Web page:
Answered By: Jessica Maris Last Updated: May 13, 2015 Views: 137
Most books in the COM Library are located in the Main Collection. They are organized by their Library of Congress call numbers.
Here is a step by step example of how to find a book on the shelf by the call number. Let's say that you found the book Violence in film and television in the catalog. The call number is: PN1995.9.V5 V565 2002. How do you find it?
- PN1995.9.V5 V565 2002
It may seem obvious, but the first step is to write down or print the call number. One wrong number or decimal point and you'll end up with a completely different book. The title is also handy as it can help you verify that you found the right book. Once you have the call number, the best way to find the call number on the shelf is to break it down.
Using the call number range posted on the shelves (see the Main Collection image) find the range in which the first letters of your call number would fit alphabetically. Once within the right range, go to the specific letters in your call number, in this case PN.
Now locate the correct number range. These numbers immediately follow the first letters of your call number This number should be read as a whole number. The Library may have books with the call number PN 19, PN 199, PN 1995, and so on, so make sure you are looking in the 1,000's for this book, and not the 100's.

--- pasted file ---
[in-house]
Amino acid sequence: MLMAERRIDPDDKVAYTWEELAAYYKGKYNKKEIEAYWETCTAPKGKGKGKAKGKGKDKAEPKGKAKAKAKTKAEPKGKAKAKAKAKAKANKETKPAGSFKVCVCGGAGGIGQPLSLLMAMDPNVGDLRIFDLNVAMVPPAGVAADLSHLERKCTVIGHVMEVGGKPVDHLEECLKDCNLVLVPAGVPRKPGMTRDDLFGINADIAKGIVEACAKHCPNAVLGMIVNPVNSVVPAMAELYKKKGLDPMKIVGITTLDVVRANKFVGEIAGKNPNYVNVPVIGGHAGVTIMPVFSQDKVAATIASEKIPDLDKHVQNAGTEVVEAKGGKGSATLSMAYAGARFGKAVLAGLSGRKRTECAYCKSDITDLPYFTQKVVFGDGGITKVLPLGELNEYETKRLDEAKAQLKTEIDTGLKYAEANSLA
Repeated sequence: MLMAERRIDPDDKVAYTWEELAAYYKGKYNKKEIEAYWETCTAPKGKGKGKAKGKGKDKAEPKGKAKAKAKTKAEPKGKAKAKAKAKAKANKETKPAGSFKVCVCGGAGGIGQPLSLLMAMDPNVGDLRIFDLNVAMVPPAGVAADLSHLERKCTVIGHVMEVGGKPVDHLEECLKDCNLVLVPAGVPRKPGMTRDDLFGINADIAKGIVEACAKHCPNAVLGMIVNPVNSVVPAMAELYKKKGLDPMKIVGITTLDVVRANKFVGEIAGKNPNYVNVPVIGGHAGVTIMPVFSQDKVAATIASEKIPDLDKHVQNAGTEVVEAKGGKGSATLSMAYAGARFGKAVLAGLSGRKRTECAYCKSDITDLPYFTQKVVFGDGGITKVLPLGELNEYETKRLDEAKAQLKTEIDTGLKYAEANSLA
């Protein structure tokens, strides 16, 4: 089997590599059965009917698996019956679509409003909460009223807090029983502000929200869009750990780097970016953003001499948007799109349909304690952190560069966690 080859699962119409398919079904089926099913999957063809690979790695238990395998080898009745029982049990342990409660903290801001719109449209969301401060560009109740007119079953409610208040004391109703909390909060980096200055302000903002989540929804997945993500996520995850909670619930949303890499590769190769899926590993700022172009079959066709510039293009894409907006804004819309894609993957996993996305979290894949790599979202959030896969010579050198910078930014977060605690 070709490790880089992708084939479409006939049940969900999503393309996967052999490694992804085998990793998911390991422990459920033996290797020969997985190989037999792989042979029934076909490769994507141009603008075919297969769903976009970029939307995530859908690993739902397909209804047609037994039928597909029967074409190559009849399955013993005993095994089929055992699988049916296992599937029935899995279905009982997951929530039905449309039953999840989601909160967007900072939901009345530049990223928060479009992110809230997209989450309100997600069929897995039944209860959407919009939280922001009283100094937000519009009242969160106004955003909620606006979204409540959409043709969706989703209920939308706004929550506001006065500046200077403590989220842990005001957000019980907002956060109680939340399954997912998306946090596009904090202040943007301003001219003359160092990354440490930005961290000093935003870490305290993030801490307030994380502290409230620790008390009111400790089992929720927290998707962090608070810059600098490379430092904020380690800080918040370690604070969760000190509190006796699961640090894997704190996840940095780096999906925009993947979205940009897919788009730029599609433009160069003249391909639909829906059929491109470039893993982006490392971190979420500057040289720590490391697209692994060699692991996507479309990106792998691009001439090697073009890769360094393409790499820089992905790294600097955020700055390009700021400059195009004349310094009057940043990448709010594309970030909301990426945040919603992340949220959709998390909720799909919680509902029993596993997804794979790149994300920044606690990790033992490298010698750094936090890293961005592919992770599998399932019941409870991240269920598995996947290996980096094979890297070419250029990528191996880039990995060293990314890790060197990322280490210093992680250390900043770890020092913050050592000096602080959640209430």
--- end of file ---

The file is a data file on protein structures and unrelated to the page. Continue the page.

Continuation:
You should now be seeing books that start with PN 1995.9. Find the V's, arranged alphabetically, so that PN 1995.9 A would be before PN 1995.9 V. Once you have found PN 1995.9 V, find 5, which will be arranged numerically within the PN 1995.9 V's.
In some cases there may be no more numbers or letters in your call number, but this book has additional numbers. As in step #4, first find the letter V, then the number 565.
If the book has the year published in the call number, it will be arranged chronologically. For instance PN1995.9.V5 V565 1940 would come before PN1995.9.V5 V565 2002 on the shelves.
Once you have found your book, take a look at the books located near it. They may be on the same topic and now you'll have more sources.
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